MEYER WERFT is on a good way and has already achieved a lot in making cruise ship operations more eco-friendly. Even if allegations such as cruise ships causing the same emissions like 5 million cars or the ten biggest ships causing more emissions than all cars in the world cannot be maintained upon serious analysis, realising the energy revolution in the shipping industry was and is the right thing to do. As for cars, aircraft or the rail you can see that renewable fuels as well as the renunciation from the combustion engine cannot be realised overnight. Ideas and creativity are required such as the awareness and the ambition to promote and improve developments. A fundamental rethink in the shipping industry is perceptible. This is proven by the twelve LNG ships for different cruise shipping  companies that are in the order books of the MEYER Group at the time of publication which will be assembled at the locations Papenburg (MEYER WERFT), Turku (MEYER TURKU) and Rostock (NEPTUN WERFT).

Energy efficiency
Also in the shipping industry the energy revolution is a major feature. The more efficiently energy is utilised the easier it gets. During the last 10-15 years many steps have been taken to make vessels more efficient than their predecessors, e.g. through improved hydrodynamics (ship design), LED lighting, sensor technology, improved insulation and glazing, co-generation and much more.
Source: MEYER WERFT

Methanol-ferry Stena Line

“Stena Germanica” is one of the largest ferries in the world: it is 240 metre long, has 4.2 kilometre of cargo area with a capacity for 300 passenger cars and on top of it all, it can take along 1,300 passengers. But the most remarkable feature is this: It is the world’s first ferry powered by methanol. Methanol as such is no innovation. You know it from remote-controlled cars and planes and it is very convenient for indoor motor sport as the exhaust fumes are much cleaner. Methanol is made of natural gas which is a fossil fuel extracted from the earth crust. However, it can basically be produced from any other matter containing a carbon atom, such as pulp, biomass, waste or  even carbon dioxide. Compared with other fuels the usage of methanol reduces the emission of sulphur oxides (SOx) by 99 per cent, of nitrogen oxides (NOx) by 60 percent, of particulates by 95 percent and of carbon dioxide (CO2) by 25 percent. In addition, methanol is a biodegradable and cost-effective fuel.

The emissions are mainly composed of water, steam and carbon dioxide. Should methanol get into the ocean, it would dissolve completely. If all ferries were powered by methanol, there would be fewer accidents damaging the environment. Therefore, Stena Line has been awarded the “Ship-Owner of the Year” prize at the Green Ship Technology Conference 2017.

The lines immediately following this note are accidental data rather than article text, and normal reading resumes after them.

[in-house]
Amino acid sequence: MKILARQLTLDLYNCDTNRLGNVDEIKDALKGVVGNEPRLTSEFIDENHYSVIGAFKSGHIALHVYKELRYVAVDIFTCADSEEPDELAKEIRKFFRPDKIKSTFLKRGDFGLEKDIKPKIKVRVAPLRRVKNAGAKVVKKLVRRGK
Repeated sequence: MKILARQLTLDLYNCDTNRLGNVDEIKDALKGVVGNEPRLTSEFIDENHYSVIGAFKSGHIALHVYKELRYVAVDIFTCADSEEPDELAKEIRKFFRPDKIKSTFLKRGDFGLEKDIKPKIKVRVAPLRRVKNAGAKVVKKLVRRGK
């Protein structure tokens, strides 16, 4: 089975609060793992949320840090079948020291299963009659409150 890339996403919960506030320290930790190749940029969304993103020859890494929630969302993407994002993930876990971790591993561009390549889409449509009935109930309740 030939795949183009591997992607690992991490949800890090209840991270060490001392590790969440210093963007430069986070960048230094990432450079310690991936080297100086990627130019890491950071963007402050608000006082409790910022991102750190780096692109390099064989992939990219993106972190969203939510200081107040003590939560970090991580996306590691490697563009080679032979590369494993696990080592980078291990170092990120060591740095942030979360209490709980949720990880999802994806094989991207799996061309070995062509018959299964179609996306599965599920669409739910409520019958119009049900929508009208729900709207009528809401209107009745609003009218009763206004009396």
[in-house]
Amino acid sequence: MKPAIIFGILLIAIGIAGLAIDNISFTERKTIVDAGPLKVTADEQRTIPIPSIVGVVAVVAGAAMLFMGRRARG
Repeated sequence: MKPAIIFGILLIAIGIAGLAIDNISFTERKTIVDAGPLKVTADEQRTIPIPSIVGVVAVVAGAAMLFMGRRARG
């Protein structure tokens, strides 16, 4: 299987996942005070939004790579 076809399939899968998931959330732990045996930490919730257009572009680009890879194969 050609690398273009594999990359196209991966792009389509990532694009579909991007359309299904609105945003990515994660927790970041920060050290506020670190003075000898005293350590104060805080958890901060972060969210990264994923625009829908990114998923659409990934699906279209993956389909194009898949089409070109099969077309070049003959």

This is how it works
“Stena Germanica” features four Wärtsilä motors with a total of 32,000 hp. Since its conversion it is run by a “Dual Fuel” technology, i.e. by methanol and part time marine diesel. The fuel system for methanol is a Common Rail System requiring a high-pressure pump and a double wall high-pressure fuel pipe. “Stena Germanica” has double-walled fuel tanks now for which existing water ballast tanks were retrofitted. This also enhances security because the methanol tank is surrounded by more water tanks. As methanol is a ighly flammable alcohol the safety precautions are very strict. In order to ensure the smooth and safe integration also in other ports, the ports of Kiel and Gothenburg have been project partners right from the beginning and participated in analyses and approval procedures. Safety first!


Color Hybrid

Color Line is full of energy to break new ground. As from summer 2019, the world’s biggest plug-in hybrid ferry is going to be taken into operation on the 40 nautical miles route between Sandefjord and Strömstrad. The vessel with the working title “COLOR HYBRID” features a combination of a diesel-mechanic and a diesel-electric propulsion system that is more economical than conventional diesel-electric systems. COLOR HYBRID is powered by batteries with a storage volume of about 5 MWh (mega watt hours) which enable manoeuvring or an electric passage of up to 12 knots for up to 60 minutes. So the entry into and exit out of the Fjord are completely managed by the batteries and therefore no harmful gases, nitrogen or sulphur compounds are emitted here anymore.

Picture: Color Line

The remaining distance at sea is covered with diesel motor propulsion. The COLOR HYBRID motor reduces the fuel consumption here, too, and already meets the “TIER III” emission requirements of the International Martime Organisation (IMO) valid from 2021. The batteries – or rather the energy storage system, is charged with ecofriendly electricity from a shore power connection or from the vessel’s own generator. With the newbuild vessel designed by Fosen Yard and constructed by the Ulstein shipyard Color Line also significantly increases its capacity on the route: The new ferry can take almost twice as many passengers as the “Bohus” currently in operation. In June 2017, Color Line was awarded the “Next Generation Award” at the “Nor-Shipping”, the international trade show and conference of the shipping industry in Oslo. Focused on innovation, the award honours the most promising ship designs that are taken into operation in the next decade. According to the jury, the ferry under construction holds the potential of influencing the design of many other kinds of ships in the long run. This makes Color Line a forerunner in the maritime industry currently undergoing the green revolution. With the connection installed in Sandefjord in 2017 all Norwegian Color Line ports boast shore power facilities. Also the two big vessels “Color Fantasy” and “Color Magic” were equipped with shore power connections in 2012 which are used during  demurrage in Oslo.

Now, a shore power facility is
also planned for Kiel